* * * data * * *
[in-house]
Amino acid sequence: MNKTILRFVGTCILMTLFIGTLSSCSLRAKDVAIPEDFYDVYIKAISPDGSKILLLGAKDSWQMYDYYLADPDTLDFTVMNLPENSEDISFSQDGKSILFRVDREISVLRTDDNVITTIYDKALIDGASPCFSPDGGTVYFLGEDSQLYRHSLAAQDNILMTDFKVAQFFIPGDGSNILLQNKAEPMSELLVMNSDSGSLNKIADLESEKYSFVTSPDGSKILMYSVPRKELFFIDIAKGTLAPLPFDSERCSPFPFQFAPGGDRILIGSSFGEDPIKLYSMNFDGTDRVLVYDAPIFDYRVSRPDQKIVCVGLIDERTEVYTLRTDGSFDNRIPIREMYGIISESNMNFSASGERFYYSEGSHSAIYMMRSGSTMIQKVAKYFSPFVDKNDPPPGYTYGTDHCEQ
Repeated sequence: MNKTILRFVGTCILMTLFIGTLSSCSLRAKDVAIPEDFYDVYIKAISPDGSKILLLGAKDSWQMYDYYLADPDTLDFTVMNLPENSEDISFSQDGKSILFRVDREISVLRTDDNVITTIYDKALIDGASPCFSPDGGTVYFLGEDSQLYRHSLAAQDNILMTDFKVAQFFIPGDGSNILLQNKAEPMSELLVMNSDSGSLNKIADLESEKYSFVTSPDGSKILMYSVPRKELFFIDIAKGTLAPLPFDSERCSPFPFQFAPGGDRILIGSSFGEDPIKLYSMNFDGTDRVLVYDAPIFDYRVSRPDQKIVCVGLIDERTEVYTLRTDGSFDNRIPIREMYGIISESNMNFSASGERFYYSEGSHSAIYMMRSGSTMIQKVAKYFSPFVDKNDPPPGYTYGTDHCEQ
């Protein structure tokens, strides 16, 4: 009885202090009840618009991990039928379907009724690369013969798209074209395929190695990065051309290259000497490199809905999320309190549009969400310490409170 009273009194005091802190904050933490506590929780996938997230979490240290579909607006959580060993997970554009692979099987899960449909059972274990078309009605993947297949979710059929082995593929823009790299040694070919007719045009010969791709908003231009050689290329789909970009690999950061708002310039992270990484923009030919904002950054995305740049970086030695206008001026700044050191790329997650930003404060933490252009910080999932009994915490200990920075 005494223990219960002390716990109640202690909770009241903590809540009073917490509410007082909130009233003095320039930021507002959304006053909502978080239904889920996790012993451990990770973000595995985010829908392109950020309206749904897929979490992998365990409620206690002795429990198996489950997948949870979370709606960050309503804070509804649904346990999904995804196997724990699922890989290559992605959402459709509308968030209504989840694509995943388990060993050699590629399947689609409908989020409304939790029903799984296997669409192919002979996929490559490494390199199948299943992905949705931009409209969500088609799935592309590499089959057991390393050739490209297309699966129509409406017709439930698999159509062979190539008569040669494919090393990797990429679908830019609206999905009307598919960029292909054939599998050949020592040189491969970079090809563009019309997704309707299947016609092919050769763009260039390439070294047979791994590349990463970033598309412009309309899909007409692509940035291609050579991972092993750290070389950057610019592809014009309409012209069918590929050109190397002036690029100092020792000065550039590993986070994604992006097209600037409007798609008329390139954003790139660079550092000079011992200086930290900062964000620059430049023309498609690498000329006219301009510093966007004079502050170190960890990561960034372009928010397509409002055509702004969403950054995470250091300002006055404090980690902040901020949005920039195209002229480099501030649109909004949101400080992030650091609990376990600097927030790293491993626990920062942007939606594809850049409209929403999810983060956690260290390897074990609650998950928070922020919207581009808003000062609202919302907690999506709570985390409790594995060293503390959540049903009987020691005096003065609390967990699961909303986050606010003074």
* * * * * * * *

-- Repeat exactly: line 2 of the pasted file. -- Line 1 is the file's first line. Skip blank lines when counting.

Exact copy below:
Amino acid sequence: MNKTILRFVGTCILMTLFIGTLSSCSLRAKDVAIPEDFYDVYIKAISPDGSKILLLGAKDSWQMYDYYLADPDTLDFTVMNLPENSEDISFSQDGKSILFRVDREISVLRTDDNVITTIYDKALIDGASPCFSPDGGTVYFLGEDSQLYRHSLAAQDNILMTDFKVAQFFIPGDGSNILLQNKAEPMSELLVMNSDSGSLNKIADLESEKYSFVTSPDGSKILMYSVPRKELFFIDIAKGTLAPLPFDSERCSPFPFQFAPGGDRILIGSSFGEDPIKLYSMNFDGTDRVLVYDAPIFDYRVSRPDQKIVCVGLIDERTEVYTLRTDGSFDNRIPIREMYGIISESNMNFSASGERFYYSEGSHSAIYMMRSGSTMIQKVAKYFSPFVDKNDPPPGYTYGTDHCEQ